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Are You Irritated With Normal Sounds? You May Have Misophonia

Do ordinary sounds of someone chewing, pen tapping or the creaking sound of a door bother you? If it's so, then you may have misophonia, a disorder which makes you hate sounds that can lead to feelings of rage, anxiety, and panic.

misophonia

What Is Misophonia?

Misophonia meaning 'hatred of sound' is a neurophysiological condition in which people react abnormally to normal specific sounds. A study found that 29 per cent of people with misophonia became verbally aggressive when hearing the noise they disliked and another 17 per cent showed their anger against objects [1] .

However, in some cases misophonics also react to sounds which are unpleasant for instance, breathing softly or whispering.

Misophonics usually can't ignore these sounds and get irritated fast. This has a negative effect on their lives says a study [2] . They start avoiding social gatherings and wreak havoc on their relationships.

What Causes Misophonia?

Researchers have investigated whether misophonia is caused by other psychiatric or physical conditions like OCD (obsessive compulsive disorder), eating disorders, tinnitus, or post-traumatic stress disorder.

According to a case study in the Journal of Clinical Psychology, some of these conditions are linked with misophonia, but not all these conditions can explain misophonic symptoms which brings to the conclusion that misophonia is a separate and independent condition on its own [2] .

Symptoms Of Misophonia

The symptoms start in late childhood or in early teenage years.

  • Irritation and disgust transforming to anger
  • Showing verbal or physical aggression with objects or to the opposite person
  • Anxiety
  • Depression
  • Pressure in the chest
  • Increase in blood pressure
  • Muscle tightness
  • Increase in body temperature and heartbeat
misophonia causes

What Kind Of Sounds Trigger Misophonia?

The most common sounds are:

  • Heavy breathing or nose sounds affect 64.3 per cent of misophonics.
  • Eating sounds affect 81 per cent.
  • Finger or hand sounds affect 59.5 per cent.
  • Certain physical actions affect 11.9 per cent.

Other sounds that trigger misophonia are throat clearing, lip-smacking, writing sounds, papers rustling, clock ticking, car doors slamming, and chirping sounds of birds, crickets or other animals [3] .

MRI imaging was done on misophonic individuals to analyze their brains which found that trigger sounds produced more responses in the anterior insular cortex (AIC) [4] . The anterior insular cortex is a part of the brain responsible for processing emotions.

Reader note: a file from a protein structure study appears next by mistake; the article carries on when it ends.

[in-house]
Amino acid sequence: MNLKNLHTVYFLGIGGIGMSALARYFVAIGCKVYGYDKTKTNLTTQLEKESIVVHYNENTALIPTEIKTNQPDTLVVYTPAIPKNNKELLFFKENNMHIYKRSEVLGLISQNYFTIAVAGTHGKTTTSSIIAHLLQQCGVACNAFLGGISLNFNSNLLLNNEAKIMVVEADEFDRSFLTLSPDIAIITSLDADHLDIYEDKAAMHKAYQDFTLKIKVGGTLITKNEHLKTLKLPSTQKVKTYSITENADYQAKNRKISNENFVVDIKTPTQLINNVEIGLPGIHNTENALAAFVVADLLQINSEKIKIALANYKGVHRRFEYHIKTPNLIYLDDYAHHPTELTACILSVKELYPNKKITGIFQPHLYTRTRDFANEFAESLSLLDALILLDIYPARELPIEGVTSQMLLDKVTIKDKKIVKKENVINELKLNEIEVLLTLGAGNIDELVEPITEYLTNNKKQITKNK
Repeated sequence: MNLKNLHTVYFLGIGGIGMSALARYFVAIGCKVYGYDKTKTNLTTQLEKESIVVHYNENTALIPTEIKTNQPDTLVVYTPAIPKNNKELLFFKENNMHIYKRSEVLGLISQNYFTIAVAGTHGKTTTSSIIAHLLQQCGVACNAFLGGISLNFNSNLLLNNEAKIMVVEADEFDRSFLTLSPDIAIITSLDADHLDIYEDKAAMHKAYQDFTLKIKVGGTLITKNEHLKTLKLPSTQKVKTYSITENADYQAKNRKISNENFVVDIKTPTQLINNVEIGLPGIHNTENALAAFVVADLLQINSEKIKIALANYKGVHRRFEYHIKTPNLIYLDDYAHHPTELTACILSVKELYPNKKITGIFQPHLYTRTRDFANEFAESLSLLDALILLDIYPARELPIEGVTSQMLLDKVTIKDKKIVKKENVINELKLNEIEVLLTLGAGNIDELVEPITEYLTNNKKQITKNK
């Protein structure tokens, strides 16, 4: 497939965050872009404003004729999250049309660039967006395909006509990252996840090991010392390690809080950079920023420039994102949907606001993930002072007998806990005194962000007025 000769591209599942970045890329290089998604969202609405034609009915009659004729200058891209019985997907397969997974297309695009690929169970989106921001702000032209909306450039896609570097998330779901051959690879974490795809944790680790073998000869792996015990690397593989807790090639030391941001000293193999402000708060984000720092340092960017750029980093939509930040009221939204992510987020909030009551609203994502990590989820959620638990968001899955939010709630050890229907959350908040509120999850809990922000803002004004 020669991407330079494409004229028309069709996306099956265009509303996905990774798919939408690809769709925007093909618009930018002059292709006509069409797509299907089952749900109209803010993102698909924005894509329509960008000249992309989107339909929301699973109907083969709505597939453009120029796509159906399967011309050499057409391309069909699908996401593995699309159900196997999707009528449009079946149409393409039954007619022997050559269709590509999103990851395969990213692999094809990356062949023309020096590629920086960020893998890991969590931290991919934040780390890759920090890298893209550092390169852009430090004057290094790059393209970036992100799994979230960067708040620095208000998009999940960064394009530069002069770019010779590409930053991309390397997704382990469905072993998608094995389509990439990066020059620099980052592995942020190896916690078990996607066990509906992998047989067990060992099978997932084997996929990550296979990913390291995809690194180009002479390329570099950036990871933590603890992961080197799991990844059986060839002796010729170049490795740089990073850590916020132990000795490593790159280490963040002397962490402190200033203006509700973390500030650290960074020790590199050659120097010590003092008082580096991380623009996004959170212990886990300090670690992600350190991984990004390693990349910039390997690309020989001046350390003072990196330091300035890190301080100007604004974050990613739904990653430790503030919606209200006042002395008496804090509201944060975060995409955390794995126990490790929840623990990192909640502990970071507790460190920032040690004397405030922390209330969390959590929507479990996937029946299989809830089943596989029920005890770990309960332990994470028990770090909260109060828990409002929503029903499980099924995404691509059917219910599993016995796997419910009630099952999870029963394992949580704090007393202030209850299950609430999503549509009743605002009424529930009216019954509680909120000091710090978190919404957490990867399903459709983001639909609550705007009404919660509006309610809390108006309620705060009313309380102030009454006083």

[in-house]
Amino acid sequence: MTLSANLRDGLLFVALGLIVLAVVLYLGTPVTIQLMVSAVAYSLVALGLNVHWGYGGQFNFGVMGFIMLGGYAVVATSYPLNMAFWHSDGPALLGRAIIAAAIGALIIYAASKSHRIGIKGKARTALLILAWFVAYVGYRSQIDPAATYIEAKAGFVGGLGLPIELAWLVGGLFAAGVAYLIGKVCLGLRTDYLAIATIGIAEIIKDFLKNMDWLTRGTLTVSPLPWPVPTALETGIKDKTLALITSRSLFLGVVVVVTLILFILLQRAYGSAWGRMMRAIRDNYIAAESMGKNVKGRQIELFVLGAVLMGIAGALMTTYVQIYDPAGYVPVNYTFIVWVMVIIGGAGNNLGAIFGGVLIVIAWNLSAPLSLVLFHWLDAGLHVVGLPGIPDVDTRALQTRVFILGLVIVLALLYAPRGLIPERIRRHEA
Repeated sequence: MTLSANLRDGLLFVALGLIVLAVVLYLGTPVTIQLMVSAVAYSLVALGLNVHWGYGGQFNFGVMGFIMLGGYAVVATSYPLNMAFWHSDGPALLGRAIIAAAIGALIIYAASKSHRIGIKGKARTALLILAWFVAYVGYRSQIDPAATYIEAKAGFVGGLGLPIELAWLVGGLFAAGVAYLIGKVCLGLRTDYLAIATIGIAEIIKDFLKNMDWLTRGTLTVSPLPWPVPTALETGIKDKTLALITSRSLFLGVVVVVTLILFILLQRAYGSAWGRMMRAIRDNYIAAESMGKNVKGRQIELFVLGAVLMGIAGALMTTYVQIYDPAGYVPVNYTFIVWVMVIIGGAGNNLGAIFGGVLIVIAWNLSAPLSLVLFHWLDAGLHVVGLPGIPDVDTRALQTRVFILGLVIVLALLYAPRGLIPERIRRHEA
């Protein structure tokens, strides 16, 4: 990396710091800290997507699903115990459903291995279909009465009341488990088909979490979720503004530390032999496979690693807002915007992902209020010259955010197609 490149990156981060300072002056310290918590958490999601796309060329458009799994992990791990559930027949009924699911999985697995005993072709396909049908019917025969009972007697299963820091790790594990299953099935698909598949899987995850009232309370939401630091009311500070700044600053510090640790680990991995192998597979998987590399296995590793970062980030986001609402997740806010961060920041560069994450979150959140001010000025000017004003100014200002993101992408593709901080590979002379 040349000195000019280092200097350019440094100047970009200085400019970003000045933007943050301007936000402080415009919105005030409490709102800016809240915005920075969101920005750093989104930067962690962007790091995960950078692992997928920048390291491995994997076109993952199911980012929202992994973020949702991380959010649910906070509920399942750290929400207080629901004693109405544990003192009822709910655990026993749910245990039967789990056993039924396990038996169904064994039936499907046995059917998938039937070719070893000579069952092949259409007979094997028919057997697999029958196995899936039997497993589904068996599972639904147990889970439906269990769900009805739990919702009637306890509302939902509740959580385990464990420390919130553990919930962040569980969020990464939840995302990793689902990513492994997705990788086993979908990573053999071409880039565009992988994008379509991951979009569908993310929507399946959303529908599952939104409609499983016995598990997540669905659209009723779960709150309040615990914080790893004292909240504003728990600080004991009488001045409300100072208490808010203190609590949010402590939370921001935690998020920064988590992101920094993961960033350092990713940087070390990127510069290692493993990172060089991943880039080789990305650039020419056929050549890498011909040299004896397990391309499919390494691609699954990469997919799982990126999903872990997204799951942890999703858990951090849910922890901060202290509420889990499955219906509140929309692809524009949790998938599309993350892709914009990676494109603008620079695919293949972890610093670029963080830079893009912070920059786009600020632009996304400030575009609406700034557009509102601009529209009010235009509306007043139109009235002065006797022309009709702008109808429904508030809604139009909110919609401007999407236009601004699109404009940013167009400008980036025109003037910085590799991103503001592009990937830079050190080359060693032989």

Diagnosis Of Misophonia

There is no clear diagnosis for his disorder because it has many barriers. The disorder is sometimes mistakenly to be obsessive compulsive disorder, anxiety or bipolar disorder. This makes it difficult for doctors to figure out the actual disorder.

How To Manage Misophonia

There is no cure for misophonia, but it can be managed with the following:

  • Counselling can help a misophonic person in managing the disorder [5] .
  • Tinnitus retraining therapy (TRT) is given to teach people to tolerate noises that trigger them [6] . In this therapy, the patient is introduced to pleasant music or environmental sounds. This lets them learn to create positive associations with sound through practice and intentional rethinking.
  • Cognitive behavioural therapy (CBT) is used in combination with TRT. It aids in changing the negative associations people have with triggering sounds. Study shows that this therapy is effective in managing misophonia [7] . CBT mainly focuses on a person's thoughts, behaviour, and feelings to identify the unhealthy patterns and replace it.

Other ways of managing misophonia include talk therapy and lifestyle changes like exercise, proper sleep and avoid stress.

View Article References
  1. [1] Schröder, A., Vulink, N., & Denys, D. (2013). Misophonia: diagnostic criteria for a new psychiatric disorder.PLoS One,8(1), e54706.
  2. [2] Rouw, R., & Erfanian, M. (2018). A Large‐Scale Study of Misophonia.Journal of clinical psychology,74(3), 453-479.
  3. [3] Brout, J. J., Edelstein, M., Erfanian, M., Mannino, M., Miller, L. J., Rouw, R., Kumar, S., … Rosenthal, M. Z. (2018). Investigating Misophonia: A Review of the Empirical Literature, Clinical Implications, and a Research Agenda.Frontiers in neuroscience,12, 36.
  4. [4] Kumar, S., Tansley-Hancock, O., Sedley, W., Winston, J. S., Callaghan, M. F., Allen, M., Cope, T. E., Gander, P. E., Bamiou, D. E., … Griffiths, T. D. (2017). The Brain Basis for Misophonia.Current biology : CB,27(4), 527-533.
  5. [5] Taylor, S. (2017). Misophonia: A new mental disorder?.Medical hypotheses,103, 109-117.
  6. [6] Cavanna, A. E. (2014). What is misophonia and how can we treat it?.
  7. [7] Schröder, A. E., Vulink, N. C., van Loon, A. J., & Denys, D. A. (2017). Cognitive behavioral therapy is effective in misophonia: An open trial.Journal of Affective Disorders,217, 289-294.

Read more about: misophonia disorder
Story first published: Wednesday, March 6, 2019, 15:40 [IST]
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